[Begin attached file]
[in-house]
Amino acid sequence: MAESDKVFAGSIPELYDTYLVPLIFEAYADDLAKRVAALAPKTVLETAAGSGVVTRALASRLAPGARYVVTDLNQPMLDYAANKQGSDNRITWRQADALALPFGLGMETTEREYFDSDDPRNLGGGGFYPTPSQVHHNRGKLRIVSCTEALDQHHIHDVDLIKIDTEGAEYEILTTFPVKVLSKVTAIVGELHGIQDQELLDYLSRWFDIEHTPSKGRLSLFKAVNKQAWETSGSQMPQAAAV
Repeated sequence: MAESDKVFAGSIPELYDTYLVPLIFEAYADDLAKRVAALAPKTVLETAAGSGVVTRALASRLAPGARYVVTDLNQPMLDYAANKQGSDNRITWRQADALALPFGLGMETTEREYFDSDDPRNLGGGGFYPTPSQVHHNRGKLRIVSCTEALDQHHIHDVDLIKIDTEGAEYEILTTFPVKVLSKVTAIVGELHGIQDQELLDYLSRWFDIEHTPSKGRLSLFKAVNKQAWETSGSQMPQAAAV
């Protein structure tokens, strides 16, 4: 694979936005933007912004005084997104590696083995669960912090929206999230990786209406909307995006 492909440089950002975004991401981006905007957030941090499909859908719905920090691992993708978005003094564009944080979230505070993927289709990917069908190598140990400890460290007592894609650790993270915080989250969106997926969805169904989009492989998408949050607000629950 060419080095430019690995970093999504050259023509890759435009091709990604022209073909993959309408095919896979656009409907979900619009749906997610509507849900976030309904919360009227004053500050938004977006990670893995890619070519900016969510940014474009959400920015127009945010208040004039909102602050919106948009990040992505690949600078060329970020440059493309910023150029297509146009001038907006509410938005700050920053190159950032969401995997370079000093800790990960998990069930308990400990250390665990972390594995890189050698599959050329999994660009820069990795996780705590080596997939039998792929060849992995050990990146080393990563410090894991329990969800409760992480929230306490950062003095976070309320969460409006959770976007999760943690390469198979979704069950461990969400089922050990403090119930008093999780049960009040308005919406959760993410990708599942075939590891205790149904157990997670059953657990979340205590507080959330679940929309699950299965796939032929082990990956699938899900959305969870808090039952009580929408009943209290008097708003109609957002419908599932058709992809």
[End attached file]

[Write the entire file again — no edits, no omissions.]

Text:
[in-house]
Amino acid sequence: MAESDKVFAGSIPELYDTYLVPLIFEAYADDLAKRVAALAPKTVLETAAGSGVVTRALASRLAPGARYVVTDLNQPMLDYAANKQGSDNRITWRQADALALPFGLGMETTEREYFDSDDPRNLGGGGFYPTPSQVHHNRGKLRIVSCTEALDQHHIHDVDLIKIDTEGAEYEILTTFPVKVLSKVTAIVGELHGIQDQELLDYLSRWFDIEHTPSKGRLSLFKAVNKQAWETSGSQMPQAAAV
Repeated sequence: MAESDKVFAGSIPELYDTYLVPLIFEAYADDLAKRVAALAPKTVLETAAGSGVVTRALASRLAPGARYVVTDLNQPMLDYAANKQGSDNRITWRQADALALPFGLGMETTEREYFDSDDPRNLGGGGFYPTPSQVHHNRGKLRIVSCTEALDQHHIHDVDLIKIDTEGAEYEILTTFPVKVLSKVTAIVGELHGIQDQELLDYLSRWFDIEHTPSKGRLSLFKAVNKQAWETSGSQMPQAAAV
């Protein structure tokens, strides 16, 4: 694979936005933007912004005084997104590696083995669960912090929206999230990786209406909307995006 492909440089950002975004991401981006905007957030941090499909859908719905920090691992993708978005003094564009944080979230505070993927289709990917069908190598140990400890460290007592894609650790993270915080989250969106997926969805169904989009492989998408949050607000629950 060419080095430019690995970093999504050259023509890759435009091709990604022209073909993959309408095919896979656009409907979900619009749906997610509507849900976030309904919360009227004053500050938004977006990670893995890619070519900016969510940014474009959400920015127009945010208040004039909102602050919106948009990040992505690949600078060329970020440059493309910023150029297509146009001038907006509410938005700050920053190159950032969401995997370079000093800790990960998990069930308990400990250390665990972390594995890189050698599959050329999994660009820069990795996780705590080596997939039998792929060849992995050990990146080393990563410090894991329990969800409760992480929230306490950062003095976070309320969460409006959770976007999760943690390469198979979704069950461990969400089922050990403090119930008093999780049960009040308005919406959760993410990708599942075939590891205790149904157990997670059953657990979340205590507080959330679940929309699950299965796939032929082990990956699938899900959305969870808090039952009580929408009943209290008097708003109609957002419908599932058709992809």